What is the Domestic Violence High-Risk Team Model?

The Domestic Violence High Risk Team (DVHRT) Model is a nationally recognized domestic violence homicide prevention framework, identified by the Department of Justice, Office on Violence Against Women (OVW) as a “successful homicide reduction model.” With a goal of preventing intimate partner homicides (IPH) and near-lethal assaults, the Model has successfully replicated in a variety of jurisdictions across the country.

Four Core Components of the DVHRT Model

The Geiger Institute’s DVHRT Model consists of four core components: 

  1. early identification of the most dangerous cases through evidence-based risk assessment
  2. increased access to supportive services for high-risk victims
  3. increased offender monitoring and accountability
  4. a coordinated response to high-risk cases through a multidisciplinary team. 

Research shows that many intimate partner homicides are predictable; and if they are predictable, they are preventable. The DVHRT Model leverages that predictability by incorporating research-based risk assessment into a community’s domestic violence response system to identify the most dangerous cases.

How DVHRTs Reduce Intimate Partner Violence

The DVHRT Model was also created with the understanding that when domestic violence response systems share information and work together they have greater impact than when they operate in silos. High-risk cases are monitored by a multidisciplinary team that shares case information and implements coordinated intervention plans to mitigate the danger. The goal of a DVHRT is to reduce IPH by both monitoring specific high-risk cases and closing gaps in the domestic violence response system

What Agencies Participate On a DVHRT?

DVHRTs should include representation from stakeholders with access to critical case-related information. To ensure that DVHRTs remain victim centered, teams are led or co-led by a non-governmental domestic violence agency representative. Other core partners on the team include law enforcement, prosecution, probation (or pretrial services if applicable), parole and corrections. When possible, court-ordered offender intervention programs also participate.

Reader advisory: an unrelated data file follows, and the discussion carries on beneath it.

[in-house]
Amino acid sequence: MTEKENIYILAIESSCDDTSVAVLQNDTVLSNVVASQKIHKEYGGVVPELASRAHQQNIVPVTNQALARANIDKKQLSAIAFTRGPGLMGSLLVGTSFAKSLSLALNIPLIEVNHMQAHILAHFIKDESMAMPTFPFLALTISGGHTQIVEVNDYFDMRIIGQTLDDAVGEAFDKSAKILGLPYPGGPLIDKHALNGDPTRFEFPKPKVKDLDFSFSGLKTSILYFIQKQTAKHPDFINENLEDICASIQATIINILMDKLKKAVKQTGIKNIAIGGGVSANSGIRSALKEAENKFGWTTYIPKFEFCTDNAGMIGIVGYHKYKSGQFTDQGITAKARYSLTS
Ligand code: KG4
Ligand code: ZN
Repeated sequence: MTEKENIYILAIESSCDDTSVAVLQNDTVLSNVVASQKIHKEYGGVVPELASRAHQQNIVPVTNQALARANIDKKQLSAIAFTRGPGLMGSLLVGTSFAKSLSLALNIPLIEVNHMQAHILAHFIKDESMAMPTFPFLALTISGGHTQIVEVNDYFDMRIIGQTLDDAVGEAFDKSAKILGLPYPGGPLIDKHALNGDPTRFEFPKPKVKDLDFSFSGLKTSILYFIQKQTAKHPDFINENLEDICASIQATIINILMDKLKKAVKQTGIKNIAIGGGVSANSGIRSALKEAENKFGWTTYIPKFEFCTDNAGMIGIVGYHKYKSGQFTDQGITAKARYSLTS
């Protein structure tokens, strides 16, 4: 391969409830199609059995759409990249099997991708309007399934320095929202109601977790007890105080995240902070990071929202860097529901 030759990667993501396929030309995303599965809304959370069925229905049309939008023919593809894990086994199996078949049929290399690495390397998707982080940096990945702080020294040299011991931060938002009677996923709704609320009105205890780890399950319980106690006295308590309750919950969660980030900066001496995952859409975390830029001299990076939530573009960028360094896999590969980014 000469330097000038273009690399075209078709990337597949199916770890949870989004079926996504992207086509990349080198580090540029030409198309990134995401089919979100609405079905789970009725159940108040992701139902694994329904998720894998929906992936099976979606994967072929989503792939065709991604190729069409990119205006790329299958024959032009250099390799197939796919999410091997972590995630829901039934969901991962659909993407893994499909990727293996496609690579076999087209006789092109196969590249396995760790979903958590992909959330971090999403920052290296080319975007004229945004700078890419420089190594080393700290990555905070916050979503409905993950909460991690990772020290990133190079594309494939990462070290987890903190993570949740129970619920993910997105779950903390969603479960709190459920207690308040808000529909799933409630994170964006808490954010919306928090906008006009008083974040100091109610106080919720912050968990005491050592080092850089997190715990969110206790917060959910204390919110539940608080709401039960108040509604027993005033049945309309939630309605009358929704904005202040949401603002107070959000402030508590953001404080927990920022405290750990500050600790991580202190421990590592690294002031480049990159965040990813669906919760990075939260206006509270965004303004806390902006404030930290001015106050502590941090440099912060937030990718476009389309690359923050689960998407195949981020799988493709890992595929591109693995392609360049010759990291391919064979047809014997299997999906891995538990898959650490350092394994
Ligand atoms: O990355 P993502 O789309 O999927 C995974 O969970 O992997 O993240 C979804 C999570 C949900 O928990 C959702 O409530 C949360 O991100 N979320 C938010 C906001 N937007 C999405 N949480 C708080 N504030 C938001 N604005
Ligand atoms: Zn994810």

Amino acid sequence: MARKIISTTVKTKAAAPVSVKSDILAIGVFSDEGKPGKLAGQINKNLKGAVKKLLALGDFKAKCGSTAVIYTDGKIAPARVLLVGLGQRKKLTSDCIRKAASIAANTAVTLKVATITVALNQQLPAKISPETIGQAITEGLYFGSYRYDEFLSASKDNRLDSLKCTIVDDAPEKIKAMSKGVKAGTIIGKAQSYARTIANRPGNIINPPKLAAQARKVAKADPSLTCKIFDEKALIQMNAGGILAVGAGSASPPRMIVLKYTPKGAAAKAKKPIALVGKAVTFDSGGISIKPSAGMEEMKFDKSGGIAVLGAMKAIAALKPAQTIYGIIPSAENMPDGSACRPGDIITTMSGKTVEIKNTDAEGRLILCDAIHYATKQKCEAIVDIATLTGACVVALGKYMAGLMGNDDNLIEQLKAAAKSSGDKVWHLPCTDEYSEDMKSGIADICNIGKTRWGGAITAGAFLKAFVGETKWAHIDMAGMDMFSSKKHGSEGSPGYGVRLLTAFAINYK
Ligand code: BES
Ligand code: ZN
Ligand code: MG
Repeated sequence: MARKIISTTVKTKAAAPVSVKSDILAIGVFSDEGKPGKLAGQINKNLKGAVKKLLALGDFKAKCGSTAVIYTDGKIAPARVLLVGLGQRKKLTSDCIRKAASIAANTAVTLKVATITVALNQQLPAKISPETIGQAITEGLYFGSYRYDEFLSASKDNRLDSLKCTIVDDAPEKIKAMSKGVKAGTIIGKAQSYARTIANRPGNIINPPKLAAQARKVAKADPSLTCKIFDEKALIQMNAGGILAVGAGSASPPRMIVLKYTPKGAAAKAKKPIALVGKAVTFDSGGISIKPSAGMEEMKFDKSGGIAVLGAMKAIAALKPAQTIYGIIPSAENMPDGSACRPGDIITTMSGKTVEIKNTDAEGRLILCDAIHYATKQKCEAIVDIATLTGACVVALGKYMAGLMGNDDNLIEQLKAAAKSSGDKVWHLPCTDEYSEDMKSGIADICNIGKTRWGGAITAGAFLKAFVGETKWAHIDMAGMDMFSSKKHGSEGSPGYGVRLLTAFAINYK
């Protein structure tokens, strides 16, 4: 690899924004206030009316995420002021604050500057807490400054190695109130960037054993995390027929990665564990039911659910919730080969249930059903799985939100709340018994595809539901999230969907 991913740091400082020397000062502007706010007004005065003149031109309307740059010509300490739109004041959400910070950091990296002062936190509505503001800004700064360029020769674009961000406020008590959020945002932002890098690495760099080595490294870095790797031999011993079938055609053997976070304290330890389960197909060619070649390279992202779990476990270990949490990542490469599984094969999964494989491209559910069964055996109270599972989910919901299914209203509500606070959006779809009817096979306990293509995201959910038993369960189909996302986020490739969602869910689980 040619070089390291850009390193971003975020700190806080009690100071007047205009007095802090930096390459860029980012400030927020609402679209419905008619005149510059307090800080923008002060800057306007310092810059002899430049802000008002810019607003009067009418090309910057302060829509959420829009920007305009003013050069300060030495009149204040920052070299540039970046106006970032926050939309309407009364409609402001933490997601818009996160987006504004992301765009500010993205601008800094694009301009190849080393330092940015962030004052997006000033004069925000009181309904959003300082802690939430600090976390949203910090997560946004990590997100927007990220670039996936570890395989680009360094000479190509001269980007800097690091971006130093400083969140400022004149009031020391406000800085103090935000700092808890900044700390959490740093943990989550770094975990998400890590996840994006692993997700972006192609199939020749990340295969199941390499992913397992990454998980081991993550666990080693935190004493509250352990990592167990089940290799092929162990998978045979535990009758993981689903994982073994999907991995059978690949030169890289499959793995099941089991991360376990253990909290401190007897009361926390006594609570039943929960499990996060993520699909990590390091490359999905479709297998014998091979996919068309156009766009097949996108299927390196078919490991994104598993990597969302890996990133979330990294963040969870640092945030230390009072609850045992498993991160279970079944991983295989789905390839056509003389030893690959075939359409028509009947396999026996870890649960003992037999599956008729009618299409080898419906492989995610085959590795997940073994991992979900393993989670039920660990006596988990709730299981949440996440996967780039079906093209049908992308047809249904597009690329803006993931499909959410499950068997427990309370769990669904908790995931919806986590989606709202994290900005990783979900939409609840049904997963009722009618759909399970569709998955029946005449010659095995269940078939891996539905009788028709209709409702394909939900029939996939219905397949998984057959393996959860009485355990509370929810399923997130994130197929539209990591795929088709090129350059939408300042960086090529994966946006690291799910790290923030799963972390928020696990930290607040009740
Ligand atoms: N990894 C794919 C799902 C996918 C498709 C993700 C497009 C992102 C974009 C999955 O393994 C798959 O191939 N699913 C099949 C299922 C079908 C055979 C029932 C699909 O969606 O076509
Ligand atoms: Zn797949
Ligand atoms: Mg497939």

Intimate partner homicide disproportionately impacts marginalized communities, particularly women of color and immigrants. The most successful domestic violence high risk teams are community driven projects that reflect the community. For this reason, DVHRTs should include culturally specific organizations.

For more information regarding domestic violence high risk teams, please contact Geiger Institute today.

To continue reading about DVHRTs, download a PDF of this information here.

Why the Geiger Institute? Why Now? 

New solutions are needed. Intimate partner violence and intimate partner homicide disproportionately impact certain communities. While rates of women killed by intimate partners declined in the U.S. between 1980 and 1995, this trend reversed and, as of 2008, there has been a 5% increase in the proportion of women killed by an intimate partner since 1980. Further, Black women are murdered by men at a rate more than 2.5 times higher than white women and 61% of all homicides of Hispanic women were IPV-related, a higher proportion than any other ethnic group. Now, there is even more urgency as the risk and severity of domestic violence has increased due to the environment created by the COVID-19 pandemic.

We want to again work to identify and close systemic gaps, closely examine the effectiveness of approaches in groups experiencing higher rates of intimate partner violence and customize our work in Black and brown communities to make sure they have pathways to safety. There is an unprecedented opportunity to look at how we can better partner with communities and bring together effective practices, the latest research and strong partnerships with sharpened focus and attention in order to affect change and have greater impact in reducing domestic violence homicide. 

Origin of the DVHRT Model

In 2002, while advocates at the Jeanne Geiger Crisis Center were trying to help a woman named Dorothy find safety from her abusive husband, she was killed in her home as her daughter was on the phone with the police. Her husband was released by the court four days before on low-cash bail. After Dorothy was killed, the advocates set out to understand where the system had failed her and how to prevent this from happening again.

From this event, the Domestic Violence High Risk Team (DVHRT) was born. The model is based on the research of Dr. Jacquelyn Campbell from Johns Hopkins University that identified the risk factors present when a woman is killed by their intimate partner. The team-based model looks to identify and close systemic gaps and bring together community partners that previously operated in silos.

The first DVHRT in Newburyport, Massachusetts is still in place today. In the ten years prior to its implementation, there were eight domestic violence-related deaths in the greater Newburyport community; since starting in 2005, the team has accepted 200 high-risk cases resulting in zero homicides.

Working in collaboration with law enforcement agencies, prosecutors, judges, advocates and community leaders, the Jeanne Geiger Crisis Center has now trained communities in over 200 jurisdictions across the U.S. in the DVHRT model as well as the Danger Assessment for Law Enforcement Tool (DA-LE). The Department of Justice, Office on Violence Against Women (OVW) recognized the DVHRT Model as a “leading promising practice” in intimate partner homicide prevention.